Community Food Project Profiles in Indiana

This document has descriptions of two of the three Community Food Project grants that have gone to groups in Indiana.

Middle Way House, Bloomington
Grant awarded: $280,000 in 2006 for 3 years

The “Growing a Healthy Community” project is working to increase the financial independence of local food producers, and increase access to locally produced food among low-income communities. Aiming to increase local producers’ income by 30 percent, this CFP-funded project will expand Middle Way’s food operations and integrate them in a larger system, extending the sales season and developing a brand of value- added products. The economic growth generated by these steps, coupled with the expansion of training and employment programs for low-income women and domestic violence victims, and the creation of a commercial kitchen in which participants can learn, experiment, and develop food products, is doubling employment in local food production. To increase use of local, healthy food, this project also expands existing community garden space and staffing, and increases the number of low-income schools with educational gardens and nutrition classes.

Mid-North Food Pantry, Indianapolis
Grant awarded: $6,560 in 2006 for 16-month period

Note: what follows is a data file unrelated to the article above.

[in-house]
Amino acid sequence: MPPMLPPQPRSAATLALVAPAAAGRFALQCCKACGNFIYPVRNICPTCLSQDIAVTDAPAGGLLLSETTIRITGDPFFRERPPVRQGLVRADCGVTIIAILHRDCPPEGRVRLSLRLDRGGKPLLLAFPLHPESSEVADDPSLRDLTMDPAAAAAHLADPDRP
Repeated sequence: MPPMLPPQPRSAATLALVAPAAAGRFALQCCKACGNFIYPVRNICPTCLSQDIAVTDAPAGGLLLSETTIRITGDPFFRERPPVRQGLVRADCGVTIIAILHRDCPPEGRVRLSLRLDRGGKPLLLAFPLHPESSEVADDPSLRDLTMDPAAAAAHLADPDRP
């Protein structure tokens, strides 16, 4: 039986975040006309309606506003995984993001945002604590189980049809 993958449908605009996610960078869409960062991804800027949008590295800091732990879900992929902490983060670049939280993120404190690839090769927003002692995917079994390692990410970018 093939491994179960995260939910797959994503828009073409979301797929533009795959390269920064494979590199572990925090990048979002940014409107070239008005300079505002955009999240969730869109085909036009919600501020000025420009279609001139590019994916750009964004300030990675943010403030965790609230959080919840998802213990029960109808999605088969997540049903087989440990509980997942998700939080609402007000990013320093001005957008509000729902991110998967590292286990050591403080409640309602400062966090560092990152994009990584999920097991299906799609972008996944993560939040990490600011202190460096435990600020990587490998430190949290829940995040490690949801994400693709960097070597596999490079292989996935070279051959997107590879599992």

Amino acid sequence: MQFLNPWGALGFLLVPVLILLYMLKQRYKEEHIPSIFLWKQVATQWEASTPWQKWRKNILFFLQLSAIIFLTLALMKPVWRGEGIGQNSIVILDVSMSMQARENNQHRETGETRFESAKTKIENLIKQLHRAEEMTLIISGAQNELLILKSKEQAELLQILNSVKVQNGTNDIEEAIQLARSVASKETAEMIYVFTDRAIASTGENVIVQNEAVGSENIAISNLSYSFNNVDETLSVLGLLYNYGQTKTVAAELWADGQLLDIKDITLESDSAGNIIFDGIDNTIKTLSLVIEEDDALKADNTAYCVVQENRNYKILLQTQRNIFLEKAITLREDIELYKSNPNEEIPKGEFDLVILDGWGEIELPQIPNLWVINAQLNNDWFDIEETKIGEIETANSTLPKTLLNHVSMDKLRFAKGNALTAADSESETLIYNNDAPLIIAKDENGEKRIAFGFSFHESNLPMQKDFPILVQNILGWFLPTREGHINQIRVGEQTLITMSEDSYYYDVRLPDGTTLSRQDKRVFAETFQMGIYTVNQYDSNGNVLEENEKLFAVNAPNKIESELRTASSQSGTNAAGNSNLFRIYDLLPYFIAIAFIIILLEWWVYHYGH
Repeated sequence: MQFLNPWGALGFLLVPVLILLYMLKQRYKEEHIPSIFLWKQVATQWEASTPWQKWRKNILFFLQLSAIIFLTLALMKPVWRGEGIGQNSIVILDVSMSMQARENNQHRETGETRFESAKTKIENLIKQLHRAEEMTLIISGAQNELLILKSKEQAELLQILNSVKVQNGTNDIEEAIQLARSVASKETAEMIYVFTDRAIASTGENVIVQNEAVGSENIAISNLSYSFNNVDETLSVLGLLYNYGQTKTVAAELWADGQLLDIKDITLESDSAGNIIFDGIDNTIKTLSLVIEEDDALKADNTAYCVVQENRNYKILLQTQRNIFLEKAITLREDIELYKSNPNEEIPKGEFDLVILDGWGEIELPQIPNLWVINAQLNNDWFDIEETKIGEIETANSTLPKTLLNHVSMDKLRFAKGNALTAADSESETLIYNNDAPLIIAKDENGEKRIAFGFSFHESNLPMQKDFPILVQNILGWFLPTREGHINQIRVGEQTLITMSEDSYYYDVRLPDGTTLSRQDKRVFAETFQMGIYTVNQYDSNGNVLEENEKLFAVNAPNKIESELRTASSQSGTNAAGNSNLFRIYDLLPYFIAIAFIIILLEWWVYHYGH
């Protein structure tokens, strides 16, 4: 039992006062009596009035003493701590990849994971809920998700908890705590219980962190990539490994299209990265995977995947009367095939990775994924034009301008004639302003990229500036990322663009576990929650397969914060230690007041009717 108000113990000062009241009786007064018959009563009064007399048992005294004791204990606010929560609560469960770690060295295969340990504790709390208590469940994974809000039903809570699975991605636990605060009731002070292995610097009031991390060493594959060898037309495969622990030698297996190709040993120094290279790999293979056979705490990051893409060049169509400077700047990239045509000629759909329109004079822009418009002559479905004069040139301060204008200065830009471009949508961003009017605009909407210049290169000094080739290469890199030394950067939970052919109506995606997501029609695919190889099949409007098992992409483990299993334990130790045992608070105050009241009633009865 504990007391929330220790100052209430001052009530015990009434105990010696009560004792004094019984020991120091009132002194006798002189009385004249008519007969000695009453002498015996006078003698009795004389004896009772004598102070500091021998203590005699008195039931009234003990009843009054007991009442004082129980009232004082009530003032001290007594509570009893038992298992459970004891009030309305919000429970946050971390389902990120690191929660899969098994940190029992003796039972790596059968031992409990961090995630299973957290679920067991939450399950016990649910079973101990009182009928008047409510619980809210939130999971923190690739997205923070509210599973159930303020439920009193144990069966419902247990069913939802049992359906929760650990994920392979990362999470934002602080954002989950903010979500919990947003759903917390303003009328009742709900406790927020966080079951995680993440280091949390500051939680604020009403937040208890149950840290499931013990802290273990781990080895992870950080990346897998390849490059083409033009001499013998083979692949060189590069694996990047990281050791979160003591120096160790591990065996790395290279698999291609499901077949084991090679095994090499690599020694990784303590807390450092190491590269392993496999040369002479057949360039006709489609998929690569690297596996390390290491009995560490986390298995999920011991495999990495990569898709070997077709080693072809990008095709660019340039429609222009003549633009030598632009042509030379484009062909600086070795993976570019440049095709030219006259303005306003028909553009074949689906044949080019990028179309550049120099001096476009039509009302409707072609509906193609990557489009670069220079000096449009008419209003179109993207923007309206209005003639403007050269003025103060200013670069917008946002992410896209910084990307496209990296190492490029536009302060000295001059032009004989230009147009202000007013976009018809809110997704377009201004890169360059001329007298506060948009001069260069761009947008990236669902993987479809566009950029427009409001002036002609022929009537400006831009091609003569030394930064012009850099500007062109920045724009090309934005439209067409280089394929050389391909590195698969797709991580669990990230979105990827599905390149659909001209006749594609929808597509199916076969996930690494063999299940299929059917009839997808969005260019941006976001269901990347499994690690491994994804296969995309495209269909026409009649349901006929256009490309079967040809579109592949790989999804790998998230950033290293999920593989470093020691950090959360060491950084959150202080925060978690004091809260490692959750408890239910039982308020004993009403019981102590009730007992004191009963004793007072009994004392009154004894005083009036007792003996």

The Mid-North Food Pantry works with other local organizations in an initiative called “The Growing Community” to create a more comprehensive local food system that connects youth development with food production, processing, distribution, consumption and waste management. Expanding on the pantry’s thirty years of direct food relief, The Growing Community has trained a group of youth to work at Dewey’s garden– a former brown patch converted to one of the longest-running community gardens in Indianapolis. The development project has also engaged youth in a community food assessment process to determine the relative food security of the neighborhood, and offers business training that enables them to market the products grown on the urban plots. With more funding, the Mid-North Food Pantry would establish a youth-run CSA (community supported agriculture) subscription system, to provide high quality fresh fruit and vegetables to the local community while expanding the sustainable training opportunities they offer to local youth.


Author: bryan nettles